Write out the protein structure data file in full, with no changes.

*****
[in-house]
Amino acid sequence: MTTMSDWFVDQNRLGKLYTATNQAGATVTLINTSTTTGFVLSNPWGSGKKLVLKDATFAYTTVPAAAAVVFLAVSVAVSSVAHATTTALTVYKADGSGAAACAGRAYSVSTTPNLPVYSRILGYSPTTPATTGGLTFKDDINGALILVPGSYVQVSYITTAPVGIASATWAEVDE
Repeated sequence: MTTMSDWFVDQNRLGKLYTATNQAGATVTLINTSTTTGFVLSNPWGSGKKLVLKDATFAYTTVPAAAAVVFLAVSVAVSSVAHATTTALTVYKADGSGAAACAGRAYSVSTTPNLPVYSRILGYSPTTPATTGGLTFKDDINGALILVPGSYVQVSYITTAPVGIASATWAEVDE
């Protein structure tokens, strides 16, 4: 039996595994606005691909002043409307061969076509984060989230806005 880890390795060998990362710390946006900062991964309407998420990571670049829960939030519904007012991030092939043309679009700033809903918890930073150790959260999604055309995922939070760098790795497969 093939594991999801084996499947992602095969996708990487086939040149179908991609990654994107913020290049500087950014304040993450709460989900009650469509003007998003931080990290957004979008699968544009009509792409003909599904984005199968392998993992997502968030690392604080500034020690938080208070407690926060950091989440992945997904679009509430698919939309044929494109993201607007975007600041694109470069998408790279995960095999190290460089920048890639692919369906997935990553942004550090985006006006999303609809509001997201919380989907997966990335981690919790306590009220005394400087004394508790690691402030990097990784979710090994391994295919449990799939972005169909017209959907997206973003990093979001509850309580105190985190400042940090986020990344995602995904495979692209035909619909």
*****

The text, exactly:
[in-house]
Amino acid sequence: MTTMSDWFVDQNRLGKLYTATNQAGATVTLINTSTTTGFVLSNPWGSGKKLVLKDATFAYTTVPAAAAVVFLAVSVAVSSVAHATTTALTVYKADGSGAAACAGRAYSVSTTPNLPVYSRILGYSPTTPATTGGLTFKDDINGALILVPGSYVQVSYITTAPVGIASATWAEVDE
Repeated sequence: MTTMSDWFVDQNRLGKLYTATNQAGATVTLINTSTTTGFVLSNPWGSGKKLVLKDATFAYTTVPAAAAVVFLAVSVAVSSVAHATTTALTVYKADGSGAAACAGRAYSVSTTPNLPVYSRILGYSPTTPATTGGLTFKDDINGALILVPGSYVQVSYITTAPVGIASATWAEVDE
């Protein structure tokens, strides 16, 4: 039996595994606005691909002043409307061969076509984060989230806005 880890390795060998990362710390946006900062991964309407998420990571670049829960939030519904007012991030092939043309679009700033809903918890930073150790959260999604055309995922939070760098790795497969 093939594991999801084996499947992602095969996708990487086939040149179908991609990654994107913020290049500087950014304040993450709460989900009650469509003007998003931080990290957004979008699968544009009509792409003909599904984005199968392998993992997502968030690392604080500034020690938080208070407690926060950091989440992945997904679009509430698919939309044929494109993201607007975007600041694109470069998408790279995960095999190290460089920048890639692919369906997935990553942004550090985006006006999303609809509001997201919380989907997966990335981690919790306590009220005394400087004394508790690691402030990097990784979710090994391994295919449990799939972005169909017209959907997206973003990093979001509850309580105190985190400042940090986020990344995602995904495979692209035909619909």